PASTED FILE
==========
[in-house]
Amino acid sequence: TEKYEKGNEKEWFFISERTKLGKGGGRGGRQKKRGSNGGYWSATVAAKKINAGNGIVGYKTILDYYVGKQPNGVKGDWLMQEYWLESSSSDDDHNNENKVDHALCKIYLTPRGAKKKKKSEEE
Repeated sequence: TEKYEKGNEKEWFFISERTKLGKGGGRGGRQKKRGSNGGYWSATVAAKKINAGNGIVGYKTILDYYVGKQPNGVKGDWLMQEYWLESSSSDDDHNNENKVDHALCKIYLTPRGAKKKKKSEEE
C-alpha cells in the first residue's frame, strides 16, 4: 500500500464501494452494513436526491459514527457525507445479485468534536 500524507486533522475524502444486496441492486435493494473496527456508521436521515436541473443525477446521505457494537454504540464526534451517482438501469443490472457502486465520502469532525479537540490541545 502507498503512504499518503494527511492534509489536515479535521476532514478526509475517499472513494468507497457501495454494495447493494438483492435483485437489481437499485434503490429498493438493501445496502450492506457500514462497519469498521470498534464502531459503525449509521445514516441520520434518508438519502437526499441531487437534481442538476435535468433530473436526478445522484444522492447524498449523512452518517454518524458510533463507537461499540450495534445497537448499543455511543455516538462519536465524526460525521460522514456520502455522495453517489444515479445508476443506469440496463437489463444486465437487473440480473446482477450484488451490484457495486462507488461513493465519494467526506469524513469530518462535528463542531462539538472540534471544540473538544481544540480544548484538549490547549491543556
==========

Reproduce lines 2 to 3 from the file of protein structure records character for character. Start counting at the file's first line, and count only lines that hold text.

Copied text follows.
Amino acid sequence: TEKYEKGNEKEWFFISERTKLGKGGGRGGRQKKRGSNGGYWSATVAAKKINAGNGIVGYKTILDYYVGKQPNGVKGDWLMQEYWLESSSSDDDHNNENKVDHALCKIYLTPRGAKKKKKSEEE
Repeated sequence: TEKYEKGNEKEWFFISERTKLGKGGGRGGRQKKRGSNGGYWSATVAAKKINAGNGIVGYKTILDYYVGKQPNGVKGDWLMQEYWLESSSSDDDHNNENKVDHALCKIYLTPRGAKKKKKSEEE